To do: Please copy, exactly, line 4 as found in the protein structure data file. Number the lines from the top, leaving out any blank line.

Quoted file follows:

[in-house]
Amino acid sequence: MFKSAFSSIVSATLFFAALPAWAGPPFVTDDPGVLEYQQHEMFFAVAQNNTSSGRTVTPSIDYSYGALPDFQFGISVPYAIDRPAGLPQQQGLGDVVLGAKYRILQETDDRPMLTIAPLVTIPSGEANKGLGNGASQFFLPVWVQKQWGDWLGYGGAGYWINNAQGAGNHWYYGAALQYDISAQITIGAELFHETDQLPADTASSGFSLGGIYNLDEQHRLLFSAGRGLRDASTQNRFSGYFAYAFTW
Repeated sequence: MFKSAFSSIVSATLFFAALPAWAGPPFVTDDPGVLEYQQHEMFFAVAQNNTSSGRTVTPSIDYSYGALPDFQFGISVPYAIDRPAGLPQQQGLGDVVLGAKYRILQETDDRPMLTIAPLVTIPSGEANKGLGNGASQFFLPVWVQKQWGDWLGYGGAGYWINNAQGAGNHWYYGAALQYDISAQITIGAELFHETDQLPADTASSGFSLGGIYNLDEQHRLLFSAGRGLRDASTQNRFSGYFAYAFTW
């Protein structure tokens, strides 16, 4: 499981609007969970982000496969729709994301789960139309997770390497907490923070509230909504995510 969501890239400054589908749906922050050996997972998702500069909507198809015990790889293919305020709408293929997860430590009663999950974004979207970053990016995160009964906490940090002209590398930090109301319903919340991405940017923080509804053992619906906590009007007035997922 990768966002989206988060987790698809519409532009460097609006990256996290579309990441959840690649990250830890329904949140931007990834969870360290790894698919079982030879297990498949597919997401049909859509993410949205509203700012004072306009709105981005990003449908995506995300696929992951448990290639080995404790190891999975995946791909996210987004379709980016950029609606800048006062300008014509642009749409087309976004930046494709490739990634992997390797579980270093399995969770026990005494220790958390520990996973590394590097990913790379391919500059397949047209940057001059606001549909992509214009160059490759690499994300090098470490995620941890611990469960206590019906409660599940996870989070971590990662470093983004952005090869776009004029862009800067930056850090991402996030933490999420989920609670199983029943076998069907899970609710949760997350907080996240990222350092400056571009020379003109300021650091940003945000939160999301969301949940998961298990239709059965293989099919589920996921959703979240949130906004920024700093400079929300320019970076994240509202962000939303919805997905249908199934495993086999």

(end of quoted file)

């Protein structure tokens, strides 16, 4: 499981609007969970982000496969729709994301789960139309997770390497907490923070509230909504995510 969501890239400054589908749906922050050996997972998702500069909507198809015990790889293919305020709408293929997860430590009663999950974004979207970053990016995160009964906490940090002209590398930090109301319903919340991405940017923080509804053992619906906590009007007035997922 990768966002989206988060987790698809519409532009460097609006990256996290579309990441959840690649990250830890329904949140931007990834969870360290790894698919079982030879297990498949597919997401049909859509993410949205509203700012004072306009709105981005990003449908995506995300696929992951448990290639080995404790190891999975995946791909996210987004379709980016950029609606800048006062300008014509642009749409087309976004930046494709490739990634992997390797579980270093399995969770026990005494220790958390520990996973590394590097990913790379391919500059397949047209940057001059606001549909992509214009160059490759690499994300090098470490995620941890611990469960206590019906409660599940996870989070971590990662470093983004952005090869776009004029862009800067930056850090991402996030933490999420989920609670199983029943076998069907899970609710949760997350907080996240990222350092400056571009020379003109300021650091940003945000939160999301969301949940998961298990239709059965293989099919589920996921959703979240949130906004920024700093400079929300320019970076994240509202962000939303919805997905249908199934495993086999």